Saturday 21 October 2017

Police raid Sarkozy's home in political fund probe

Journalists press a buzzer at the entrance of a building which houses the new offices of former French President Nicolas Sarkozy in Paris, France. Photo: Reuters
Journalists press a buzzer at the entrance of a building which houses the new offices of former French President Nicolas Sarkozy in Paris, France. Photo: Reuters

Henry Samuel in Paris

Nicolas Sarkozy and Carla Bruni-Sarkozy's home and offices were raided by police yesterday in a dramatic development in a political funding scandal.

Magistrates are investigating claims that house staff of Liliane Bettencourt, heiress to the L'Oreal cosmetics empire and France's richest woman, handed over brown envelopes stuffed with cash to Mr Sarkozy and his aides to finance his successful 2007 presidential campaign.

Officers raided a town mansion belonging to Mrs Bruni-Sarkozy where the former first couple live, as well as the law firm where Mr Sarkozy used to be an associate, and the offices he is entitled to as former head of state.

Advantage

Mr Sarkozy lost his presidential immunity on June 16, and there had been speculation that Jean-Michel Gentil, a Bordeaux judge, would approach him as part of the illegal cash donation inquiry. The judge is also investigating whether Mrs Bettencourt's entourage is guilty of "abuse of weakness" -- taking advantage of her waning mental capacities for financial gain. Eleven people have already been charged in the case.

Mr Sarkozy and his wife were on holiday in Canada at the time of the raids.

Days after losing his presidential immunity, Mr Sarkozy's lawyer, Thierry Herzog, sent the judge his diary relating to the weeks before his 2007 election, saying it proved that no "supposedly secret rendezvous" could have taken place.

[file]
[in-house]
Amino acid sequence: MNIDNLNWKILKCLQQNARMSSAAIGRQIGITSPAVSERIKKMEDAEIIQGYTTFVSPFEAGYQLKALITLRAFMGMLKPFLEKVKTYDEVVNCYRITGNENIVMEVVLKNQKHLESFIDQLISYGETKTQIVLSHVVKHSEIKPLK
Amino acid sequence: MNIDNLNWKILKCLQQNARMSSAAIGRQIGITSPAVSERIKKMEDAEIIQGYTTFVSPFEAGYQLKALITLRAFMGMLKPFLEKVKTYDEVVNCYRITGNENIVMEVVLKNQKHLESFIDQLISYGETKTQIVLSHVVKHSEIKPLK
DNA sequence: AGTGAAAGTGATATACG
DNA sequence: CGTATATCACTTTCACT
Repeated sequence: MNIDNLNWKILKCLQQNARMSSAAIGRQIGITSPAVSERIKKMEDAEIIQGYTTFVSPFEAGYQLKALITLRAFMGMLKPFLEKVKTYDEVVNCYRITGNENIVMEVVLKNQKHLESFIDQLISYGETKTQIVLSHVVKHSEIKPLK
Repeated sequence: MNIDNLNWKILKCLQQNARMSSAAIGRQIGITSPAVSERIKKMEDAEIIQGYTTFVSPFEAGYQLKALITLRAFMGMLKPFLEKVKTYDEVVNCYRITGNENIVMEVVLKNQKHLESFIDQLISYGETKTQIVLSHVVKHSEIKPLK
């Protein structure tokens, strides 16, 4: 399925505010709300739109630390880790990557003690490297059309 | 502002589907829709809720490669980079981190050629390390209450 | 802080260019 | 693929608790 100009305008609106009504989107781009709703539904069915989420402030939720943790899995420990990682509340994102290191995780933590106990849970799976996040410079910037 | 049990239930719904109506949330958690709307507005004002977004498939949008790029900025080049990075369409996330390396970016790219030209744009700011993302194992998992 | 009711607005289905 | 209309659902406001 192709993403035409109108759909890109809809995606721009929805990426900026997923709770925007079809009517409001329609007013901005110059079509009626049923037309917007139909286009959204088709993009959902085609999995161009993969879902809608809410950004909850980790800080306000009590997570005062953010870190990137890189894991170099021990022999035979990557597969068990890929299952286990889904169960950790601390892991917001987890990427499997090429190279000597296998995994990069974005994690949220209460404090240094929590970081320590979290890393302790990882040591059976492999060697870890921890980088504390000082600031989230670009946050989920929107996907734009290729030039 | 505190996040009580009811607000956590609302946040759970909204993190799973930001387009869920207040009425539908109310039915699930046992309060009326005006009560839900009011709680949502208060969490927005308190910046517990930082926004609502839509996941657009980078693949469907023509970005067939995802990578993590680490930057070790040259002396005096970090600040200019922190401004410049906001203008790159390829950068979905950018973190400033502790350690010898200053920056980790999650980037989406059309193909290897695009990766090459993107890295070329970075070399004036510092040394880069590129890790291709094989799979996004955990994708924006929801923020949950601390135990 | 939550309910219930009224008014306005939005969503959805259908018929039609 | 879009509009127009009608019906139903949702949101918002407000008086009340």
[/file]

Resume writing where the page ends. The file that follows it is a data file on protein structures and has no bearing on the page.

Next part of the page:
Mrs Bettencourt was placed under legal guardianship in October after a legal battle over her €16bn fortune. It began when her estranged daughter, Francoise Bettencourt-Meyers, accused a society photographer and other advisers of taking advantage of the 89-year-old heiress, who has dementia.

Mr Gentil has cited two suspect withdrawals of €400,000 on behalf of Mrs Bettencourt's former wealth manager, Patrice de Maistre.

The first was made on February 5, 2007, two days before a meeting between Mr de Maistre and Eric Woerth, Mr Sarkozy's then-campaign treasurer. Mr Woerth later became labour minister but resigned in 2010 over the funding scandal. Mrs Bettencourt's accountant, Claire Thibout, has testified to having been asked in 2007 to provide €150,000 to Mr Woerth. He denies any wrongdoing.

The second withdrawal was made on April 26, 2007. The judge is also intrigued by a diary entry by Mrs Bettencourt's friend Francois-Marie Banier, that the heiress mentioned a "request for money" from Mr Sarkozy to which she "said yes". (© Daily Telegraph, London)

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